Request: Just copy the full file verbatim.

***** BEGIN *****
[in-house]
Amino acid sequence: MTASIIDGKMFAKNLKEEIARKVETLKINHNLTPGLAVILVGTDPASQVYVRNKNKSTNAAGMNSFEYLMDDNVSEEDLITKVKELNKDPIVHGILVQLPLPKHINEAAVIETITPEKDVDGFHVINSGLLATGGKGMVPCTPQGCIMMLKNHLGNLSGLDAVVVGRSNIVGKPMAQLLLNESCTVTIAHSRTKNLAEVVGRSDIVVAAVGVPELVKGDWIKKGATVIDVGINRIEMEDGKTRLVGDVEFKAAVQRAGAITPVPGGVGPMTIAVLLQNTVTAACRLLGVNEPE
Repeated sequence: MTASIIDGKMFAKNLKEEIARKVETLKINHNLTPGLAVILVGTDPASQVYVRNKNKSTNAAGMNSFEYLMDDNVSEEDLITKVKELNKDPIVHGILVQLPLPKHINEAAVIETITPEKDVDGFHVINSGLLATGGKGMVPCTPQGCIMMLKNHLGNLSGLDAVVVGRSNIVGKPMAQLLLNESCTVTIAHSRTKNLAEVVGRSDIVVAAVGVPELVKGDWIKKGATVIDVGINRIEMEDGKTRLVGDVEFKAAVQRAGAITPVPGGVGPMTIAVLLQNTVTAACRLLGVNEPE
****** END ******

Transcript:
[in-house]
Amino acid sequence: MTASIIDGKMFAKNLKEEIARKVETLKINHNLTPGLAVILVGTDPASQVYVRNKNKSTNAAGMNSFEYLMDDNVSEEDLITKVKELNKDPIVHGILVQLPLPKHINEAAVIETITPEKDVDGFHVINSGLLATGGKGMVPCTPQGCIMMLKNHLGNLSGLDAVVVGRSNIVGKPMAQLLLNESCTVTIAHSRTKNLAEVVGRSDIVVAAVGVPELVKGDWIKKGATVIDVGINRIEMEDGKTRLVGDVEFKAAVQRAGAITPVPGGVGPMTIAVLLQNTVTAACRLLGVNEPE
Repeated sequence: MTASIIDGKMFAKNLKEEIARKVETLKINHNLTPGLAVILVGTDPASQVYVRNKNKSTNAAGMNSFEYLMDDNVSEEDLITKVKELNKDPIVHGILVQLPLPKHINEAAVIETITPEKDVDGFHVINSGLLATGGKGMVPCTPQGCIMMLKNHLGNLSGLDAVVVGRSNIVGKPMAQLLLNESCTVTIAHSRTKNLAEVVGRSDIVVAAVGVPELVKGDWIKKGATVIDVGINRIEMEDGKTRLVGDVEFKAAVQRAGAITPVPGGVGPMTIAVLLQNTVTAACRLLGVNEPE